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Re: <nettime> The $100bn Facebook question: Will capitalism survive 'val
Mark Andrejevic on Wed, 7 Mar 2012 10:11:06 +0100 (CET)


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Re: <nettime> The $100bn Facebook question: Will capitalism survive 'value abundance'?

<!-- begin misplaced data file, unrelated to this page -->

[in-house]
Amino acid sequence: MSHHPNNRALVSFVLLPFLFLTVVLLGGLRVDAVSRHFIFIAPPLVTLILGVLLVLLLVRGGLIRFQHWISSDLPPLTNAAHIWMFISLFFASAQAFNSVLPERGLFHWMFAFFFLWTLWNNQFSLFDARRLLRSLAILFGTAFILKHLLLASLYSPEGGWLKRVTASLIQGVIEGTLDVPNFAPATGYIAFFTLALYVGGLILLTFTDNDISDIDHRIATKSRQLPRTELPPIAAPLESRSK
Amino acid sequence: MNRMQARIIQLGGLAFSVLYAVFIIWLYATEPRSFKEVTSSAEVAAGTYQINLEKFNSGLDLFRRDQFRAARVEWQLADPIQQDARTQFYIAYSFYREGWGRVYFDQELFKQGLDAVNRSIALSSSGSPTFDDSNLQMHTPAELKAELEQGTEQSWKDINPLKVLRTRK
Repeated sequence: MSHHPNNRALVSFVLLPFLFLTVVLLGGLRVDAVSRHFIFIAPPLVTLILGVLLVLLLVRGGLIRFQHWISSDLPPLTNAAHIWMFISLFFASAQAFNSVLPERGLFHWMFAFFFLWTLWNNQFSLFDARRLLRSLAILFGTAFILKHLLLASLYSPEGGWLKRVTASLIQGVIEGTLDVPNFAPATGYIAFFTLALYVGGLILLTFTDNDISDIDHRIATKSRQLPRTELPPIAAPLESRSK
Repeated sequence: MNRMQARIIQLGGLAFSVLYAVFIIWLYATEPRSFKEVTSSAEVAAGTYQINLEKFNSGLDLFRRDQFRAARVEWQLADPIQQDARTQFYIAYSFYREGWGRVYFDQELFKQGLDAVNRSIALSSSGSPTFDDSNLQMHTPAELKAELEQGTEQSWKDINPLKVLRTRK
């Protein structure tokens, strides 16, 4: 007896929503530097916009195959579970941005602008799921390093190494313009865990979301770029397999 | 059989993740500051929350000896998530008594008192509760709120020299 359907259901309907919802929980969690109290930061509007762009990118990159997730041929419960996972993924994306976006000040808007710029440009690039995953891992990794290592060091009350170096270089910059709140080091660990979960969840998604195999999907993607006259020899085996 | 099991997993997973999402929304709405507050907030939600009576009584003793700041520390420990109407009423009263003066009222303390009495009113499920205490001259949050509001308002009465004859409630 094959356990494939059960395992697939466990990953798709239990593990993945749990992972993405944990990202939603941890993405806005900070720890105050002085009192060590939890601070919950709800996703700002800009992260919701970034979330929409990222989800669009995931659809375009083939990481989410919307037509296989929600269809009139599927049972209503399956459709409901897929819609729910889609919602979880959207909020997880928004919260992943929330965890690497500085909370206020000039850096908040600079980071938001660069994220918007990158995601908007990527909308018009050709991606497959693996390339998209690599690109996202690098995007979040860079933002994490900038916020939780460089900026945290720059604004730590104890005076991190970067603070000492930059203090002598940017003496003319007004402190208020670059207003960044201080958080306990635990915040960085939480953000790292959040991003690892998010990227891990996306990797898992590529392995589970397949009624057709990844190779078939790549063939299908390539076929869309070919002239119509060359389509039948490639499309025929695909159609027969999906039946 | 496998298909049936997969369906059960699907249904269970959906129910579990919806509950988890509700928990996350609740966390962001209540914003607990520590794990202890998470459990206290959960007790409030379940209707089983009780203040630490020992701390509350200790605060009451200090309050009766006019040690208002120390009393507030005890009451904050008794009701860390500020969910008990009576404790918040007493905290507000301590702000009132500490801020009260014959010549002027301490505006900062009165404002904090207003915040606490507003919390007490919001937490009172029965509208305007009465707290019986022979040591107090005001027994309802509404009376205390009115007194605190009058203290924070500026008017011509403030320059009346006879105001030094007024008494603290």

Facebook's biggest problem, at the moment, is to live up to its reported $100 billion valuation -- a big challenge for a company whose material assets and actual revenues fall far short of warranting such a big number. So brace yourself Facebookers, for increasingly aggressive forms of "monetization"!